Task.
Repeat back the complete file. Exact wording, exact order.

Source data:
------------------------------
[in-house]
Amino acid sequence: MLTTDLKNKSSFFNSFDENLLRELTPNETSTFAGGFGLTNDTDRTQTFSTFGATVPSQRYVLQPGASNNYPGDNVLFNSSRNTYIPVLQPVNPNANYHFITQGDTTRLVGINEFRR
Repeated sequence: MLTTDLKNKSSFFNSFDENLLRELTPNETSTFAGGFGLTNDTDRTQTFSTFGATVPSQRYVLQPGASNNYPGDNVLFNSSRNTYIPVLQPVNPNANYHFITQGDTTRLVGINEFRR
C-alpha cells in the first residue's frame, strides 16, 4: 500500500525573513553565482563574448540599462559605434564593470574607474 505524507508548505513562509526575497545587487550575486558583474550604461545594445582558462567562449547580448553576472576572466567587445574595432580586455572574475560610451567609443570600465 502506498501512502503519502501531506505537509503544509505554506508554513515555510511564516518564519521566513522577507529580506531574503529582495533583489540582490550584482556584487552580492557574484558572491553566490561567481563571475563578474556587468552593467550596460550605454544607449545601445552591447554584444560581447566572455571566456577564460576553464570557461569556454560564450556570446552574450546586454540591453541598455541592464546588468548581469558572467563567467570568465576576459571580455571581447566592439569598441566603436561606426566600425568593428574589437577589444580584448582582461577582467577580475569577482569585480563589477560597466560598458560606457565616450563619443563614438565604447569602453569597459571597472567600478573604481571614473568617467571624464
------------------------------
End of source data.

[in-house]
Amino acid sequence: MLTTDLKNKSSFFNSFDENLLRELTPNETSTFAGGFGLTNDTDRTQTFSTFGATVPSQRYVLQPGASNNYPGDNVLFNSSRNTYIPVLQPVNPNANYHFITQGDTTRLVGINEFRR
Repeated sequence: MLTTDLKNKSSFFNSFDENLLRELTPNETSTFAGGFGLTNDTDRTQTFSTFGATVPSQRYVLQPGASNNYPGDNVLFNSSRNTYIPVLQPVNPNANYHFITQGDTTRLVGINEFRR
C-alpha cells in the first residue's frame, strides 16, 4: 500500500525573513553565482563574448540599462559605434564593470574607474 505524507508548505513562509526575497545587487550575486558583474550604461545594445582558462567562449547580448553576472576572466567587445574595432580586455572574475560610451567609443570600465 502506498501512502503519502501531506505537509503544509505554506508554513515555510511564516518564519521566513522577507529580506531574503529582495533583489540582490550584482556584487552580492557574484558572491553566490561567481563571475563578474556587468552593467550596460550605454544607449545601445552591447554584444560581447566572455571566456577564460576553464570557461569556454560564450556570446552574450546586454540591453541598455541592464546588468548581469558572467563567467570568465576576459571580455571581447566592439569598441566603436561606426566600425568593428574589437577589444580584448582582461577582467577580475569577482569585480563589477560597466560598458560606457565616450563619443563614438565604447569602453569597459571597472567600478573604481571614473568617467571624464